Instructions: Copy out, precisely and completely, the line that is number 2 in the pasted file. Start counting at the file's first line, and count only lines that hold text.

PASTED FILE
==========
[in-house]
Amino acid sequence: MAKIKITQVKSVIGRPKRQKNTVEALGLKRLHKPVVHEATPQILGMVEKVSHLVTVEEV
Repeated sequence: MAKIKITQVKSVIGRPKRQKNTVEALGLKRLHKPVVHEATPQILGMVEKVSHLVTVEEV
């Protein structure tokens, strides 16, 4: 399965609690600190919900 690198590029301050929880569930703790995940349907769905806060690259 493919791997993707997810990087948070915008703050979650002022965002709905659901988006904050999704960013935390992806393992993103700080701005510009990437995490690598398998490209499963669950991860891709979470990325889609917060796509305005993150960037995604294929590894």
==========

Amino acid sequence: MAKIKITQVKSVIGRPKRQKNTVEALGLKRLHKPVVHEATPQILGMVEKVSHLVTVEEV